Proposed Updates to Community Reinvestment Act Published

May 5, 2022


The three federal financial regulatory agencies on May 5 released proposed updates to the Community Reinvestment Act (CRA), which was passed by Congress in 1977 to ensure that financial institutions served all the communities where they operate, particularly low- and moderate-income and minority neighborhoods.

The Federal Reserve Board of Governors, the Federal Deposit Insurance Corporation (FDIC), and the Office of the Comptroller of the Currency (OCC) issued the document, which includes a request for public comment. Interested parties are encouraged to submit comments, which are due on or before August 5, 2022.

The CRA is one of the major statutory means of making bank loans accessible, particularly to communities and individuals that have historically faced discrimination in credit availability. The act has not been substantially updated since 1995, and the banking landscape has changed dramatically since then. The goals of CRA reform include:

  • Strengthening the achievement of CRA’s purpose. Under the proposal, the regulatory agencies would evaluate large bank performance in the communities where they operate so that CRA continues to address access to credit. The proposal would promote community engagement and financial inclusion, and it would also increase the emphasis on smaller-value loans and investments that can have high impact on low- to moderate-income communities.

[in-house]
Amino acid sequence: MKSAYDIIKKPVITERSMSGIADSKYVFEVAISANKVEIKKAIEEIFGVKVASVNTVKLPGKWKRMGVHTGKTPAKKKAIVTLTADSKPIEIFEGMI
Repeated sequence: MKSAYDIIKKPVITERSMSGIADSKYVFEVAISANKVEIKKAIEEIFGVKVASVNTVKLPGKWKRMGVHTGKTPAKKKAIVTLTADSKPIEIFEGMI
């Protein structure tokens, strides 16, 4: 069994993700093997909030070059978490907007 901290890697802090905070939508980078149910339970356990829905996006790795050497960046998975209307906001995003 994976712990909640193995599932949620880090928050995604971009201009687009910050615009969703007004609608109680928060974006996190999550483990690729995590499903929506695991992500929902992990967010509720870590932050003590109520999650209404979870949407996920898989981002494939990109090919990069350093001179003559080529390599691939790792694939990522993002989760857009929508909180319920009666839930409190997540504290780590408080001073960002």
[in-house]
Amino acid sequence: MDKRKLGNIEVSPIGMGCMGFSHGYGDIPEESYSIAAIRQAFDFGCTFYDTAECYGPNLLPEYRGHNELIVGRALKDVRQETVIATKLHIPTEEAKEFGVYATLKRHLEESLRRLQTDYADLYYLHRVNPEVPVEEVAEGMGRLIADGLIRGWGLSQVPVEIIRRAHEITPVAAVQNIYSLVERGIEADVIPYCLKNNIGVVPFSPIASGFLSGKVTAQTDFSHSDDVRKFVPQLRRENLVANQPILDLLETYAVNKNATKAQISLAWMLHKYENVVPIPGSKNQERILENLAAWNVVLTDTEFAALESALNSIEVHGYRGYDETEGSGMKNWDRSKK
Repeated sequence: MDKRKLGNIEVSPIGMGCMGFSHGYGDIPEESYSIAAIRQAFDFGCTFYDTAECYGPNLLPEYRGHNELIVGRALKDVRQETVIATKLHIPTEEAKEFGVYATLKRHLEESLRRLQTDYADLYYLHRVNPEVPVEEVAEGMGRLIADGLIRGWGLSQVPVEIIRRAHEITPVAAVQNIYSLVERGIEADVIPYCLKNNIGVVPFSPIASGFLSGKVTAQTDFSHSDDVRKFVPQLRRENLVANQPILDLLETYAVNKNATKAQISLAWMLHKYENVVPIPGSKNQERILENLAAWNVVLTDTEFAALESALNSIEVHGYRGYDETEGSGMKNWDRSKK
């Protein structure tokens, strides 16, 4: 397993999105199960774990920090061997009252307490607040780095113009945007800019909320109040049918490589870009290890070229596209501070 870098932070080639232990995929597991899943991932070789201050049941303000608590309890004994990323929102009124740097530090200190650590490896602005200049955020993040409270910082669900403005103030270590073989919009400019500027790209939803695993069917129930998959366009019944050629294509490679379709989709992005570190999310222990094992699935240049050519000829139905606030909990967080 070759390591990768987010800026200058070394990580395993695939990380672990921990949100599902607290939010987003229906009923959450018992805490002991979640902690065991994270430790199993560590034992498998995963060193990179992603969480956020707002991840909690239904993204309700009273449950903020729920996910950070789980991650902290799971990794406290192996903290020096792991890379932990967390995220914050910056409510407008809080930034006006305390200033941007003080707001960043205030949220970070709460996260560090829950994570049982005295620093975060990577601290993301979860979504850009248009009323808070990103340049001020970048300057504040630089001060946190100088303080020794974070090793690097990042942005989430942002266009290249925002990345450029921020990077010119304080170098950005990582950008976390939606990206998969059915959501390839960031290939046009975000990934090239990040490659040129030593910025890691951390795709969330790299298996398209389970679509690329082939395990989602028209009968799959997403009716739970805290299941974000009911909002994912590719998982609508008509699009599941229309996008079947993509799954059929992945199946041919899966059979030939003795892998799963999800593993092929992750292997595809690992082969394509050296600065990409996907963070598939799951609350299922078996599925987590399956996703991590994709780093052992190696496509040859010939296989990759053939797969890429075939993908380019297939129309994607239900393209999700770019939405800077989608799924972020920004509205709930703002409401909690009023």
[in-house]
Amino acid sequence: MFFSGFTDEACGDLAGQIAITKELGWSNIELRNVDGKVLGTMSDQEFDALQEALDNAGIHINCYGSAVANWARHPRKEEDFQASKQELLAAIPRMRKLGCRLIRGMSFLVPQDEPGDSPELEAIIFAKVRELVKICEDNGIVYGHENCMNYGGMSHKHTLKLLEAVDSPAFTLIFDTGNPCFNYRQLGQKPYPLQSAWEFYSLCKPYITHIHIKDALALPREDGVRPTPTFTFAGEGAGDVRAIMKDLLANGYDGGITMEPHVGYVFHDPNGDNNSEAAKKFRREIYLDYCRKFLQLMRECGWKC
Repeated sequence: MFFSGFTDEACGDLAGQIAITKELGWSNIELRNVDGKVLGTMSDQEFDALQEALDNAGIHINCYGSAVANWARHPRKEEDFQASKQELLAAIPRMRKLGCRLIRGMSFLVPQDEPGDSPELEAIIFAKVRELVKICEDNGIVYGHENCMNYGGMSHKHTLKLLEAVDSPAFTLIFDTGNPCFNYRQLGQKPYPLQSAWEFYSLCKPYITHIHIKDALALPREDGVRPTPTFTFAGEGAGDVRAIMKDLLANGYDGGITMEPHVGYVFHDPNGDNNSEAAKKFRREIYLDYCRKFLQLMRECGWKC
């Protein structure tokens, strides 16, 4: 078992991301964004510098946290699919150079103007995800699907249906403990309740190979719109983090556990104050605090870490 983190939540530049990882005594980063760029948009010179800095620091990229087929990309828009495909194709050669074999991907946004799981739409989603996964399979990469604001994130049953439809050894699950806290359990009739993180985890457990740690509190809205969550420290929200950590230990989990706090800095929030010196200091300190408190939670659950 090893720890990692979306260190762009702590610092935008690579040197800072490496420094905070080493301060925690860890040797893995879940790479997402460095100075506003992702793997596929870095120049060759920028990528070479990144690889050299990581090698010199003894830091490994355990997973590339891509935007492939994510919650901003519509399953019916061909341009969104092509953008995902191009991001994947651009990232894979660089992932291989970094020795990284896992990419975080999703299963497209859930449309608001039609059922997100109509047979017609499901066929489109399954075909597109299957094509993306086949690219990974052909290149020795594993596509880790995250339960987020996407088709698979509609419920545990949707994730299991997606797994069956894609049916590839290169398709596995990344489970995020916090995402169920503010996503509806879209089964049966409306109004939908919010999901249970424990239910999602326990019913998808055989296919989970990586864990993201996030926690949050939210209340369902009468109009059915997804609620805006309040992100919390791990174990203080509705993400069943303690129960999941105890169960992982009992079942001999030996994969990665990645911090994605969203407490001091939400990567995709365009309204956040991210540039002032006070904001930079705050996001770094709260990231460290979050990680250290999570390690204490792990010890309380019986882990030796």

• Adapting to changes in the banking industry, including internet and mobile banking. The proposal would update the geographic areas for which financial institutions are assessed for CRA compliance to include areas associated with online and mobile banking, branchless banking, and hybrid models.
  • Providing greater clarity, consistency, and transparency. Under the proposal, the agencies would use metrics and public benchmarks as part of CRA evaluations. It would also clarify activities that help financial institutions meet CRA requirements, such as affordable housing activity.
  • Tailoring CRA evaluations and data collection to bank size and type. The proposal provides that smaller banks would continue to be evaluated under the existing CRA regulatory framework, with the option to be evaluated under aspects of the new proposed framework.
  • Maintaining a unified approach. The proposal reflects a unified direction from the regulatory agencies and incorporates extensive feedback from stakeholders.

On Wednesday, May 11, 2022, at 3 p.m. (ET), the agencies will jointly host a special Ask the Regulators/Connecting Communities webinar for all CRA stakeholders that will provide an overview of the proposal and its objectives. The session will be presented jointly by CRA policy experts from the Board of Governors, the OCC, and the FDIC, and you can register for it here.

photo of Charles Davidson
Charles Davidson

Staff writer for Economy Matters

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